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Important Facts for Unhealthful Days from Carbon Monoxide, PM-10, Lead, Sulfur Dioxide, and Nitrogen Dioxide

Definition

Unhealthful days are determined by the National Ambient Air Quality Standards, which include standards for carbon monoxide, coarse particulate matter (PM-10), lead, sulfur dioxide, and nitrogen dioxide

Numerator

Total number of unhealthful days throughout the state, as determined by the National Ambient Air Quality Standards, attributable to carbon monoxide, coarse particulate matter (PM-10), lead, sulfur dioxide, and nitrogen dioxide

Denominator

Not applicable

Why Is This Important?

The air in New Jersey is affected by many naturally occurring and man-made pollutants. Air quality in the state varies significantly depending on location, time and weather conditions. High or prolonged levels of air pollution are associated with increases in morbidity and mortality from respiratory illnesses, such as asthma and lung cancer. The Clean Air Act requires that National Ambient Air Quality Standards (NAAQS) be set for carbon monoxide, PM-10, lead, sulfur dioxide, nitrogen dioxide, and ozone.

Other Objectives

Healthy New Jersey 2020 Objective EH-1: Reduce the number of unhealthful days throughout the state, as determined by the National Ambient Air Quality Standards, attributable to carbon monoxide, coarse particulate matter (PM-10), lead, sulfur dioxide and nitrogen dioxide.

How Are We Doing?

During 1999-2014, there were no air quality exceedances in New Jersey for carbon monoxide, coarse particulate matter (PM-10), or lead. There were no exceedances during 1999-2009 for nitrogen dioxide (NO2) or sulfur dioxide (SO2). In 2010, the health standards for nitrogen dioxide and sulfur dioxide were revised downward creating stricter air quality standards for New Jersey. Using the new standards, the NO2 standard was exceeded twice in 2010 and twice in 2014. The revised SO2 standard was exceeded 4 times in 2010, 27 times in 2011, once in 2012, 4 times in 2013, and 6 times in 2014. All SO2 exceedances were measured at a single air monitoring station located in Warren County, NJ. NJDEP has determined that a coal-burning power plant located directly across the Delaware River from New Jersey, is the source of the SO2 air pollution exceedances measured in Warren County. Because of these exceedances of the health standard, New Jersey has successfully petitioned the USEPA to take action to reduce emissions from the plant. NJDEP has negotiated an enforceable agreement to shut down the 2 coal units at this power plant as of 2014. The NO2 exceedances occurred at two air monitoring sites. One monitoring site is located in Bayonne and the other site is at Exit 13 of the New Jersey Turnpike in Elizabeth. NO2 is a combustion product emitted by both stationary and mobile sources, especially those burning diesel fuel.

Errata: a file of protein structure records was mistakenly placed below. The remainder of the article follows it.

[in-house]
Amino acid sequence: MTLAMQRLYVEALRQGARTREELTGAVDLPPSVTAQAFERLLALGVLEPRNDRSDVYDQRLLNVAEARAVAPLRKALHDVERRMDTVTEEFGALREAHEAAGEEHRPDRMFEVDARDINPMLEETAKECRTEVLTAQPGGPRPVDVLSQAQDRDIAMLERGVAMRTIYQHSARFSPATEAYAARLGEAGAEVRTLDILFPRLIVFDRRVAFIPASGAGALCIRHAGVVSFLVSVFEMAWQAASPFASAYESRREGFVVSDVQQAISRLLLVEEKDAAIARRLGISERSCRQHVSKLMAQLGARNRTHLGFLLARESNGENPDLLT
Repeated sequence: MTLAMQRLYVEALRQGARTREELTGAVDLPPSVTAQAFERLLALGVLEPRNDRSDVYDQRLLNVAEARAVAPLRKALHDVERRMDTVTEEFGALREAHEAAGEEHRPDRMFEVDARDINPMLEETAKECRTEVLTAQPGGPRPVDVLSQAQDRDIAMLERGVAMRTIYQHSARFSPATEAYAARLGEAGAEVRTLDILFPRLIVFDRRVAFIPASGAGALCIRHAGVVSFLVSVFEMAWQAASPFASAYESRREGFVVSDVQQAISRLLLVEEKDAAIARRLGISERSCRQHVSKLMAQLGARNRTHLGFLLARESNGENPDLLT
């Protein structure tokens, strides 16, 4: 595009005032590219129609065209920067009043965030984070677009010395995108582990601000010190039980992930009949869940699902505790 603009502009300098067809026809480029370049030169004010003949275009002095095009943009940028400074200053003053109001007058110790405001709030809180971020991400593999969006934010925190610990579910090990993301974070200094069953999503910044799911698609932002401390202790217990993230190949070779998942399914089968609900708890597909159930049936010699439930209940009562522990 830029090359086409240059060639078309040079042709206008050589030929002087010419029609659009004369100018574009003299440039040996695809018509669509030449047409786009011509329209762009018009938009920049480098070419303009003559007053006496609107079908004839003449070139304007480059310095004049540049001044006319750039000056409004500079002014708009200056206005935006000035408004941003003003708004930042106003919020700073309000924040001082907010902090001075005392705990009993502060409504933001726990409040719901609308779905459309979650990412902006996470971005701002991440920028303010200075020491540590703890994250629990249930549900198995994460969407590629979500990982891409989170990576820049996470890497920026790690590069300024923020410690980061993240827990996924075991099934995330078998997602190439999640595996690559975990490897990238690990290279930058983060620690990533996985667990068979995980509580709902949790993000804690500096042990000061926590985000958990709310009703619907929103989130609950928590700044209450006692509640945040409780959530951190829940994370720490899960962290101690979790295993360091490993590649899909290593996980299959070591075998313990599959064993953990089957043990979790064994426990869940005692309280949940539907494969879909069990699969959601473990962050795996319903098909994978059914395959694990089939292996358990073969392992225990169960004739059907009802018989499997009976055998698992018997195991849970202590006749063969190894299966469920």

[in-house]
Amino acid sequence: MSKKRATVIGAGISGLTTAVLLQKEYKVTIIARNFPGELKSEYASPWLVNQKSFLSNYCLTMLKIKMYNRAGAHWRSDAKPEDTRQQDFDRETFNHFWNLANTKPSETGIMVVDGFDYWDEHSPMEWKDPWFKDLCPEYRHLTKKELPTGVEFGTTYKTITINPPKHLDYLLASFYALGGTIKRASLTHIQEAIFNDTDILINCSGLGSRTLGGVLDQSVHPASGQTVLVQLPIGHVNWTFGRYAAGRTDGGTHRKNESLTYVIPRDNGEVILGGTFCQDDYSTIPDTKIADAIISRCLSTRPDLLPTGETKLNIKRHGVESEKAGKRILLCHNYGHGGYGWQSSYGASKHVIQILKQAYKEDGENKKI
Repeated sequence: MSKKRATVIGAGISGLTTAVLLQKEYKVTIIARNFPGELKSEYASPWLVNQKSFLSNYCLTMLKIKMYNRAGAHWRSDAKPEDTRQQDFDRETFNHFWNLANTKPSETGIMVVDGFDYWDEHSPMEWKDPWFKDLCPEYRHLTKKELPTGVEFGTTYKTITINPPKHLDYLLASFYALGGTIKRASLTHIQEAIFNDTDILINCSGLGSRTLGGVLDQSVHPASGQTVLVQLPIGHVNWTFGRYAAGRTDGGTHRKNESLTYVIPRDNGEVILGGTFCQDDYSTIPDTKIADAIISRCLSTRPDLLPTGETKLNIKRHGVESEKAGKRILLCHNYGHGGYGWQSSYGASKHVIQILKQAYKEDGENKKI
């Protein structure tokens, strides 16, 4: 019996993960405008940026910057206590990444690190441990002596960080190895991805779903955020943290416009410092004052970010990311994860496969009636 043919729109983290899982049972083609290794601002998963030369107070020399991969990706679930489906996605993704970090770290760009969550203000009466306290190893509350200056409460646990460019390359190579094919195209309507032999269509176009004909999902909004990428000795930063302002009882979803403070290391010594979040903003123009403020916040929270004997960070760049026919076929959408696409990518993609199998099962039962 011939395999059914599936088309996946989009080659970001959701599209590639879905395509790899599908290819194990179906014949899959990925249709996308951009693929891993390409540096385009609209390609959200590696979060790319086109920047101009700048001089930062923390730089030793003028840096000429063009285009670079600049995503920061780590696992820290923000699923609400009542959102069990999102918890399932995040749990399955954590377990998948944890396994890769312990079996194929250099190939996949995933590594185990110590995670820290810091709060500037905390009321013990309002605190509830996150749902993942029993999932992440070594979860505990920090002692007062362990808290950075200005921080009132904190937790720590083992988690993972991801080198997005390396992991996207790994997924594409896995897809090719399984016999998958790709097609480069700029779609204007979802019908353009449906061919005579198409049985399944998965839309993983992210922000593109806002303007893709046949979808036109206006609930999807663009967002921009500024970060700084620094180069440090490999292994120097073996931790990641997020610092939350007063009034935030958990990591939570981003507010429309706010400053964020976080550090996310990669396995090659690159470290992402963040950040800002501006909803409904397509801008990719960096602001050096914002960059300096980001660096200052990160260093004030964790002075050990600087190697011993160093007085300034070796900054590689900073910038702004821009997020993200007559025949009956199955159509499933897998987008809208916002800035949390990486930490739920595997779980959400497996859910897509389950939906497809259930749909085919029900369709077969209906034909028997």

What Is Being Done?

The New Jersey Department of Environmental Protection (NJDEP) continues to work to reduce pollution from both mobile sources (eg, cars, trucks, buses, airplanes, trains), and stationary sources (eg, factories, power plants, gas stations, other industrial activities). NJDEP will continue to monitor and identify air pollutants and their sources, using continuous air monitoring stations located throughout New Jersey.

Health Program Information

NJDEP Division of Air Quality, Bureau for Air Quality Planning: http://www.state.nj.us/dep/baqp/index.html
The information provided above is from the Department of Health's NJSHAD web site (https://nj.gov/health/shad). The information published on this website may be reproduced without permission. Please use the following citation: " Retrieved Wed, 16 October 2019 23:30:35 from Department of Health, New Jersey State Health Assessment Data Web site: https://nj.gov/health/shad ".

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